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While Max is on her farewell tour of Hawkins, Nancy and Robin visit Victor Creel, played by Robert Englund, AKA Freddy Krueger himself. 

Over on the west coast, before the Byers (and Mike) can put their pizza-based plan into action, a bunch of dudes with guns turn up and start redecorating Joyce’s lovely home with bullets, wounding one of the agents and killing the other. The gang escape in Argyle’s delivery van, injured federal agent in tow.

Hopper finds the meeting point, which is a church filled to the brim with smuggled supplies, primarily peanut butter and jeans. The entire time I was hoping he would find shoes in there, but alas, my frostbite-related concerns were not addressed.

Enzo discovers that Yuri has sold him, and subsequently Jim, out to the prison warden, so soldiers burst into the church just as Enzo is apprehended by his fellow prison guards and Joyce and Murray pass out after drinking coffee that’s been drugged.

Running up that (cemetery) hill

Image via Netflix

The Hawkins crew make it to the cemetery so Max can read her farewell letter to Billy’s tombstone. 

Victor Creel shares his story with Nancy and Robin: some 14 years after he returned from WWII, he and his wife used a small inheritance to buy a new family home. A month after moving in, the problems started, primarily disturbing visions and finding dead animals in their yard.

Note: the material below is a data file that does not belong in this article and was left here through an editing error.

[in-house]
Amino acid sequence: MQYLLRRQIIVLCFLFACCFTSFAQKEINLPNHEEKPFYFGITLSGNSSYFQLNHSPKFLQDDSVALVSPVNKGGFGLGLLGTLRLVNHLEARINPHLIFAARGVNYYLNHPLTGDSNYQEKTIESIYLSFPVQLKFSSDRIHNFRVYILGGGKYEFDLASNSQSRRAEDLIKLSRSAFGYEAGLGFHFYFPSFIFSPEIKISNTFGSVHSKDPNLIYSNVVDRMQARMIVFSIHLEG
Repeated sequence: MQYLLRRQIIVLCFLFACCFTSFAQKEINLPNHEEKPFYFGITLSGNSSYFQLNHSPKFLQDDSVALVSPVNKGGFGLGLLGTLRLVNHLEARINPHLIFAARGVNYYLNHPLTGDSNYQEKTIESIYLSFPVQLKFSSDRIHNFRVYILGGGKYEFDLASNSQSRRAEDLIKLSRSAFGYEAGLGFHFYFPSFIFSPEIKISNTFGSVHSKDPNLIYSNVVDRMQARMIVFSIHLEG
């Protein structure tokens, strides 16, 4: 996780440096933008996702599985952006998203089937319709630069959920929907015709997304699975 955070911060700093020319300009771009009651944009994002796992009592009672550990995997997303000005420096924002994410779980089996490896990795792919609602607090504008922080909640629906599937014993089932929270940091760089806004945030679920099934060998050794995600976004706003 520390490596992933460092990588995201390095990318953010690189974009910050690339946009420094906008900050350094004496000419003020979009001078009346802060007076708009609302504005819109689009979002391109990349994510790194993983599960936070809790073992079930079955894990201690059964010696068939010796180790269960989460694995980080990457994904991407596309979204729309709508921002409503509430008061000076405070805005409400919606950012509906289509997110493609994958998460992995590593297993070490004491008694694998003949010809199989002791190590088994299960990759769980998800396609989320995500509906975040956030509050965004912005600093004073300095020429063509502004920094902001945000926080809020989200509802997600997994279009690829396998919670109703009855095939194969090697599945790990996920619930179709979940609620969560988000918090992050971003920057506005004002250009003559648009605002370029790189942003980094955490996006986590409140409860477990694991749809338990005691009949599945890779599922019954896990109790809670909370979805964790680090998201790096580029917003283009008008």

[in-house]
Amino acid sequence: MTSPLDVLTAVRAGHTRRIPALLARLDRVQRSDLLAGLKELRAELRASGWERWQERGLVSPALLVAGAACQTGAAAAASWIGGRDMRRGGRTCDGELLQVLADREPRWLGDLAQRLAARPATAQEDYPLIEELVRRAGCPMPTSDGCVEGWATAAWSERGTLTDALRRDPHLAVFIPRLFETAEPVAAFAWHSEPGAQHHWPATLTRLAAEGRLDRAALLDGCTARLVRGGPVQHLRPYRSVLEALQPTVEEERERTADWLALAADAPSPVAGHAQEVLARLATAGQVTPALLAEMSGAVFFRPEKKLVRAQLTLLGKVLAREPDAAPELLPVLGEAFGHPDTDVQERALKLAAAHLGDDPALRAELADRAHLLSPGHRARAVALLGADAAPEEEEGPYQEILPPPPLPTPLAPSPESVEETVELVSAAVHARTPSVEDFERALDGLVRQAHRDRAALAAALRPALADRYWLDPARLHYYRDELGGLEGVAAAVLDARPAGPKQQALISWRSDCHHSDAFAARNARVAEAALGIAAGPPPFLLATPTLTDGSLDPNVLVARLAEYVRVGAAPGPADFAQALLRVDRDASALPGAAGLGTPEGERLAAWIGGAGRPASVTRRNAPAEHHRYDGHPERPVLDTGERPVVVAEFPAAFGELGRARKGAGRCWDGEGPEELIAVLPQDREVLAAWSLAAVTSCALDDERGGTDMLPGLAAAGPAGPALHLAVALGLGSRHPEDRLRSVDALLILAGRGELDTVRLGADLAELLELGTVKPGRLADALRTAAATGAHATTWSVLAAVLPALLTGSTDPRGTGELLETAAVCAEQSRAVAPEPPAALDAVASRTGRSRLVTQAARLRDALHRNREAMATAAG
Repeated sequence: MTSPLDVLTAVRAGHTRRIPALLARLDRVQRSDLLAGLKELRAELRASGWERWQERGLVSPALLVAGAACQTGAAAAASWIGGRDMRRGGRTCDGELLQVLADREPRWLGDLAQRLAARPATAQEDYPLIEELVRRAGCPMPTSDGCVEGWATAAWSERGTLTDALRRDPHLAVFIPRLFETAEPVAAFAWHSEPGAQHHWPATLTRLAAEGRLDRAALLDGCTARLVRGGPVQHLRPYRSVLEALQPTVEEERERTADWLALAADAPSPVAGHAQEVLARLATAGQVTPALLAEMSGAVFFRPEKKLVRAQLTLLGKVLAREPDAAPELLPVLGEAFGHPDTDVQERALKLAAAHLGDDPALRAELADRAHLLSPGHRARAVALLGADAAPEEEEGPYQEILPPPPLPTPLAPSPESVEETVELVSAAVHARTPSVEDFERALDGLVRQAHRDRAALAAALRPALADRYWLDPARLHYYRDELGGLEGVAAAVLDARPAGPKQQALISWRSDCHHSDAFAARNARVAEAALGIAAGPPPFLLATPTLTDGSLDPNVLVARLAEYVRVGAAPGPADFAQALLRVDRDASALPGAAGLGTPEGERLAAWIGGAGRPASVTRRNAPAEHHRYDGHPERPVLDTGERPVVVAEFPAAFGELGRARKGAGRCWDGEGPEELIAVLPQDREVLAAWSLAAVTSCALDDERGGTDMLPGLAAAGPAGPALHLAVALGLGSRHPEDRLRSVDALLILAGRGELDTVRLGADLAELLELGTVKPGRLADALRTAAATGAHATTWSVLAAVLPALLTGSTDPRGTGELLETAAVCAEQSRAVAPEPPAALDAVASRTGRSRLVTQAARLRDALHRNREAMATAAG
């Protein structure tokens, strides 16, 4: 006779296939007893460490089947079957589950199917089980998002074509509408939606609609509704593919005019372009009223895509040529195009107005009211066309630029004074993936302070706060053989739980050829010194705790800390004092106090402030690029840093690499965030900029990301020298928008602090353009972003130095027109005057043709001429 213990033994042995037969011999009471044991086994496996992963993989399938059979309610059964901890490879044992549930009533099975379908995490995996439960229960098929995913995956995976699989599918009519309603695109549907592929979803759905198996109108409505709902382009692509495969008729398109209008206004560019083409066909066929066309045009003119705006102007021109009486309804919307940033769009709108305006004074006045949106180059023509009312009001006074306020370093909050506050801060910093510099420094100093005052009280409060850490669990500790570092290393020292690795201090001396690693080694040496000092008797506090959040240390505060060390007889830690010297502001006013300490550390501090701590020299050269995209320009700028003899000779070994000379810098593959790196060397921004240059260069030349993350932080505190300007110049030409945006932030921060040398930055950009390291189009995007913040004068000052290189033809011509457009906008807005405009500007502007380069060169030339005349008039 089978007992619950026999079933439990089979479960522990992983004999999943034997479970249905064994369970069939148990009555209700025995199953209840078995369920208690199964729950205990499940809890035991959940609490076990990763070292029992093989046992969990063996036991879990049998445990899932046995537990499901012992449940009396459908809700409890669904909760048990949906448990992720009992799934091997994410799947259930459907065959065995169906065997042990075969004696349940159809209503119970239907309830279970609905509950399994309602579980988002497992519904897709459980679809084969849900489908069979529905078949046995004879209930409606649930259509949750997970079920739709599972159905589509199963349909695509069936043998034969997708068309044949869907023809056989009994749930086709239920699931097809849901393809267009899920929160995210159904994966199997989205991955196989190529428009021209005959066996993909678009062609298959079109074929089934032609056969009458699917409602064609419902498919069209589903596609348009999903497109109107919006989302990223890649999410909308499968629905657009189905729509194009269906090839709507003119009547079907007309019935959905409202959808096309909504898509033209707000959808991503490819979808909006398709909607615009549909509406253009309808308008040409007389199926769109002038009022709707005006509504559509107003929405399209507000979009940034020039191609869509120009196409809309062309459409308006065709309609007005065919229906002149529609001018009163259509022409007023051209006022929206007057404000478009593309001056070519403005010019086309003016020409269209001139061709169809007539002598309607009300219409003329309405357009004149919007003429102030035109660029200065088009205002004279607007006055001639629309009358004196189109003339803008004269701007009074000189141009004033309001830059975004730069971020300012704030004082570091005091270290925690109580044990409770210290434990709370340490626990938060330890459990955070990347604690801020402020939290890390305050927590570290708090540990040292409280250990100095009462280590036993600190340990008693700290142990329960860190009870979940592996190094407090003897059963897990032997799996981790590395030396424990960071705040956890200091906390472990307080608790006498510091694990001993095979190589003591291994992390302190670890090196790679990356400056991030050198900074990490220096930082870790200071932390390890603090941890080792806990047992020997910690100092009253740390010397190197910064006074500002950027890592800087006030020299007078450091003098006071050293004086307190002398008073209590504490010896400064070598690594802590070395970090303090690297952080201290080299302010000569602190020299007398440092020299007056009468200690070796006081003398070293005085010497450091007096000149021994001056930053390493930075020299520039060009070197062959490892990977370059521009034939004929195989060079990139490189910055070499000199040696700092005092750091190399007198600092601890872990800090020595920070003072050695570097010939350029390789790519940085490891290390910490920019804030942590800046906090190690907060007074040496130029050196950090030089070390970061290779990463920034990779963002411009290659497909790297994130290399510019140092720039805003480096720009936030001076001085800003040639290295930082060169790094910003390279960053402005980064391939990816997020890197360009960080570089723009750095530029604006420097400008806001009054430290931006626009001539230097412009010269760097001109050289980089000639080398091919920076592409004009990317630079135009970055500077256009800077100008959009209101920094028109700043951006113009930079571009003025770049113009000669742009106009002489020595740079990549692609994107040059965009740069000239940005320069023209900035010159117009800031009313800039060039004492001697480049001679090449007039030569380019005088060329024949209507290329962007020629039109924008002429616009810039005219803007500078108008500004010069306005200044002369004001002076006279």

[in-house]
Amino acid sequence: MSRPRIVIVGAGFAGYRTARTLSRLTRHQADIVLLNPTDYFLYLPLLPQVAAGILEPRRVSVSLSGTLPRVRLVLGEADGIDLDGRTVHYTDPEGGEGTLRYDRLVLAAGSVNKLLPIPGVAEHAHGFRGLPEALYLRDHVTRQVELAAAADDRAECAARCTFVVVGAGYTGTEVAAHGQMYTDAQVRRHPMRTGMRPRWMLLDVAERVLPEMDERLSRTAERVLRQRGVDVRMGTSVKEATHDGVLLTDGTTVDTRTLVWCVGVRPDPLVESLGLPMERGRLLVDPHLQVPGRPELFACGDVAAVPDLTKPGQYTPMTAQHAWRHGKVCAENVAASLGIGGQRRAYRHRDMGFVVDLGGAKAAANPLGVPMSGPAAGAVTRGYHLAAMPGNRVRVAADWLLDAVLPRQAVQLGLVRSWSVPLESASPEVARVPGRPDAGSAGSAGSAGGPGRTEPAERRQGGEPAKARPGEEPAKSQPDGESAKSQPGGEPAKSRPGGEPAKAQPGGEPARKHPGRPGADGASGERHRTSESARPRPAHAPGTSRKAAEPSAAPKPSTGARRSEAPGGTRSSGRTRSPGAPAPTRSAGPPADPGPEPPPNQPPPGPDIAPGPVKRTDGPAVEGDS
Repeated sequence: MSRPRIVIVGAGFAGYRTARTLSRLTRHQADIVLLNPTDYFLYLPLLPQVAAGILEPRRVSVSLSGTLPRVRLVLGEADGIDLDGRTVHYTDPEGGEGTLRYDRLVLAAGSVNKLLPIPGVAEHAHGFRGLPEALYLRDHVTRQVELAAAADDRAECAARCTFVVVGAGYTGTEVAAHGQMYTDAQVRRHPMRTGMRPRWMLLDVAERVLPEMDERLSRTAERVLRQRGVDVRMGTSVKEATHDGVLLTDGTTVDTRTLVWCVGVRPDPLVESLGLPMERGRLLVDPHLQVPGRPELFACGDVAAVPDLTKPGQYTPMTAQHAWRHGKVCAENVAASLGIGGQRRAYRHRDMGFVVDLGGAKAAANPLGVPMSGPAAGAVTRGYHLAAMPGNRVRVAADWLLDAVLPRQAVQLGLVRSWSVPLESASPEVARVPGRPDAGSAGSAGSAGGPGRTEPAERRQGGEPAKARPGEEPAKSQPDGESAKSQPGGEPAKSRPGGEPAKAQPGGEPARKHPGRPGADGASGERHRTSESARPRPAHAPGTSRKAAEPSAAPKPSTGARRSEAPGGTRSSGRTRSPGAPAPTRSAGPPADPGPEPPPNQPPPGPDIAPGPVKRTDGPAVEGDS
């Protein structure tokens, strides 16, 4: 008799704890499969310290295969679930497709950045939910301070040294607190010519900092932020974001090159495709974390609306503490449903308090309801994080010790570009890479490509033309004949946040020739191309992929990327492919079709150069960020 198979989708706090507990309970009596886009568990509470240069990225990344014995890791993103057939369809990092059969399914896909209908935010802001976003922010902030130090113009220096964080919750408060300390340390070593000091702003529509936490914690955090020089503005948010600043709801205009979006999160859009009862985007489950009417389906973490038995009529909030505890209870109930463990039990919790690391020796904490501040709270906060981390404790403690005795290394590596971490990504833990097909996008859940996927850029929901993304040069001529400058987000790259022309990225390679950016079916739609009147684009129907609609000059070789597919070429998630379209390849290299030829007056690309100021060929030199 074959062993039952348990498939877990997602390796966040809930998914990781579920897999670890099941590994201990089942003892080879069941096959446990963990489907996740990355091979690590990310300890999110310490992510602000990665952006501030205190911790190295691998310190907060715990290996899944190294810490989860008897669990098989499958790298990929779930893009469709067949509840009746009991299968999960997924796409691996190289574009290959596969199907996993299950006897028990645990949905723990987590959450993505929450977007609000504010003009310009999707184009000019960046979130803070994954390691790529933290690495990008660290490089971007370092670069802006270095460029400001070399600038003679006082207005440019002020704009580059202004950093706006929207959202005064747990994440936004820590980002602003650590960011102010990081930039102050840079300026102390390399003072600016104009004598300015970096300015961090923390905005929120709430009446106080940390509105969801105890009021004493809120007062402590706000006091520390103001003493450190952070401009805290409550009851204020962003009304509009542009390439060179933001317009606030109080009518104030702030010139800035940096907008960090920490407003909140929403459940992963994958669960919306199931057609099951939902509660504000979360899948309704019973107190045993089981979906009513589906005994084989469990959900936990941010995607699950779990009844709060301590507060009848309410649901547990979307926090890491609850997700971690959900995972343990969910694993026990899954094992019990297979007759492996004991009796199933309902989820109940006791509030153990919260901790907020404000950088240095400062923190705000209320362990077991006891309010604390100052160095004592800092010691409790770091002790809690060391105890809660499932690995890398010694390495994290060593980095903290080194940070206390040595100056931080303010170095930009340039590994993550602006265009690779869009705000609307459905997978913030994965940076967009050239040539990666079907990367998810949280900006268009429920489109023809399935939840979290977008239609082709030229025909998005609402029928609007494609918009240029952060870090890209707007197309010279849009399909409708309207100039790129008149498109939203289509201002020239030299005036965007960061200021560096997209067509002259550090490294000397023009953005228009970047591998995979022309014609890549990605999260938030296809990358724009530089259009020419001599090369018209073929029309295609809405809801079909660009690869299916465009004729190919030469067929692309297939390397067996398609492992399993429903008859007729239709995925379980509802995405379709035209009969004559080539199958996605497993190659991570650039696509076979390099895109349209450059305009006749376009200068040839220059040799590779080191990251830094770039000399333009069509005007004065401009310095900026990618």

One fateful night, as the family is at the dinner table, the radio becomes distorted while playing Ella Fitzgerald’s ‘Dream a Little Dream of Me’. Creel’s wife Virginia is the first to be killed in what we (the viewers) recognize as Vecna’s signature style, followed by his daughter Alice. His son Henry is gravely injured, falls into a coma, and dies a week later. Only Victor survives, having been transported into a flashback of his time in WWII France. Soon after he finishes sharing his story, Nancy and Robin are caught by the Director, and end up fleeing the asylum on foot, with Robin losing a shoe. 

Nancy and Robin figure out that Fitzgerald’s song acted as an anchor of sorts, tethering Creel to reality. This is perfect timing because while Max is reading her letter to Billy, she experiences what should be her final (and fatal) vision. This vision gives us a detailed look at Vecna’s lair in the Upside Down; tbh, the decor leaves much to be desired.

Fortunately, the girls are able to tell the rest of the gang what they’ve figured out, and after much fiddling with cassette tapes, they blast Max’s favorite song, Kate Bush’s “Running Up That Hill”, in order to call her back to them and pull her out of the Upside Down. As the song plays, we’re treated with a montage of Max’s favorite moments in Hawkins, reminding her of what’s waiting for her at home. Fortunately for all Maxheads out there, it worked, and the episode ends with a grateful Lucas clutching Max to his chest as the sun sets.

Stranger Things is available to stream on Netflix. The first seven episodes of the new season are out now, while the final two eps will drop on Friday, July 1.

About the author

Catherine Bouris